St. Adrian of Canterbury
Also spelled HADRIAN
St. Adrian (d. c. 709/710) was born in Africa and twice refused Vitalian's
offer of the see of Canterbury.
Theodore of Tarsus,
whom he had recommended for the archbishopric, to England. Adrian lived in
Canterbury for 39 years as abbot of Sts. Peter and Paul (later St.
Augustine) and director of the cathedral school. Some say he founded the
school. Aldhelm, a former student, praised the education he received
there, and Bede notes that some monks at Canterbury knew Greek and Latin
as well as they knew their native tongue. The school also taught
Scripture, theology, Roman law, and compuistics (calendar calculation) to
students from many places in the British Isles. Adrian promoted the use of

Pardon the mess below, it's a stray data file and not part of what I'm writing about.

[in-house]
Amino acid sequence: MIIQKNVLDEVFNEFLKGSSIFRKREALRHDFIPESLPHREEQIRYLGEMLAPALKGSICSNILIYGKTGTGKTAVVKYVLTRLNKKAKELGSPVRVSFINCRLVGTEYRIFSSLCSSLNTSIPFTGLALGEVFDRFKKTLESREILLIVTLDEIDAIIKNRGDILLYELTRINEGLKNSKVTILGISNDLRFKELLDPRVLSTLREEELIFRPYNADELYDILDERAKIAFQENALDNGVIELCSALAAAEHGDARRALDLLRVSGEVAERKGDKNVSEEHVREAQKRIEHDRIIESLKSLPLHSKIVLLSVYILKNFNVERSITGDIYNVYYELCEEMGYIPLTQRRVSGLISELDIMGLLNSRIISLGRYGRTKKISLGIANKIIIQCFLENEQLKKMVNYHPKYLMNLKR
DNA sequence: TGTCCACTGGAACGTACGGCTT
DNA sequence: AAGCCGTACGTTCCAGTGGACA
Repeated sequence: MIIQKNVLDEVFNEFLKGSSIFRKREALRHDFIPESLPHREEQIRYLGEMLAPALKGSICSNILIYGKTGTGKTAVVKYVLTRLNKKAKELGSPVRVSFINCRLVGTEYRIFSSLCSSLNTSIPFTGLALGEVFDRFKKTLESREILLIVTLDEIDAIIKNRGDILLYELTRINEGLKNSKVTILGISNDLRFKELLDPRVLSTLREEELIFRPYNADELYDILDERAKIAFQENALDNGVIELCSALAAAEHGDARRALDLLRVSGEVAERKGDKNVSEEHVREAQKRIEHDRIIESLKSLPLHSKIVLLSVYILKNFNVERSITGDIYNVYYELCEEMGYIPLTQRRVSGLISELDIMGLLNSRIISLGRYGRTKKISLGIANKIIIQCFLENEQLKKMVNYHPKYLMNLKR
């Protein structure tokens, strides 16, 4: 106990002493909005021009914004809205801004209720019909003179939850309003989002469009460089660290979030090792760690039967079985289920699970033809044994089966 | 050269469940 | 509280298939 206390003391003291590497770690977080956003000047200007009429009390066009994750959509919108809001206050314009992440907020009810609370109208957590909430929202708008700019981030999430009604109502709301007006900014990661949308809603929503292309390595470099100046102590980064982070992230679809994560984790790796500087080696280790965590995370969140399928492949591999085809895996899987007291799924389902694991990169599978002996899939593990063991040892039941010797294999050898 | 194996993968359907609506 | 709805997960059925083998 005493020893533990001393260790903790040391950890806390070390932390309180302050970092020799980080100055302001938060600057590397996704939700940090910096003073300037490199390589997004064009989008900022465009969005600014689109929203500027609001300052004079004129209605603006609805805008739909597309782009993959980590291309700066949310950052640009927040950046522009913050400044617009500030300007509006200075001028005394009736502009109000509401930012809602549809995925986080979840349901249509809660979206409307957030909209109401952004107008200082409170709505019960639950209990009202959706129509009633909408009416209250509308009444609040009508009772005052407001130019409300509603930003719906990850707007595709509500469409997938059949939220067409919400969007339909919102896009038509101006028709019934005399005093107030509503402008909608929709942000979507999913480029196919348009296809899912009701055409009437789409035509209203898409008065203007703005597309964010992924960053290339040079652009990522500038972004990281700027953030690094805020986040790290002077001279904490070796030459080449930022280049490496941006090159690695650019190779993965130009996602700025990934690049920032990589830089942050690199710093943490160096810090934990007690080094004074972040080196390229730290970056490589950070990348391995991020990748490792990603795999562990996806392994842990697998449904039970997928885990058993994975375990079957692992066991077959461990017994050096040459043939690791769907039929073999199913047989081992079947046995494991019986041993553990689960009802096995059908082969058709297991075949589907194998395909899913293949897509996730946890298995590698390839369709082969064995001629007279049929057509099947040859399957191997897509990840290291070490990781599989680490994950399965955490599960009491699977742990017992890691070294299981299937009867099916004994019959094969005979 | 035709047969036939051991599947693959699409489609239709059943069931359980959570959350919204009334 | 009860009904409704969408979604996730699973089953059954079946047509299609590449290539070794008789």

Roman customs among the Celts. His tomb became famous for the miracles
that occured there, and in 1091, his body was found incorrupt.
Karen Rae Keck
Catholic Patron Saints Index:
1912 Catholic Encyclopedia: (Read with caution)
- Bernhard Bischoff and Michael Lapidge, eds:
Biblical Commentaries from the Canterbury School of Theodore and
Cambridge, UK, and New York: CUP, 1994.
Arthur Francis Leach:
The Schools of Medieval England, (1915).
New York: B. Blom, 1915. Chapters I and III discuss Theodore and
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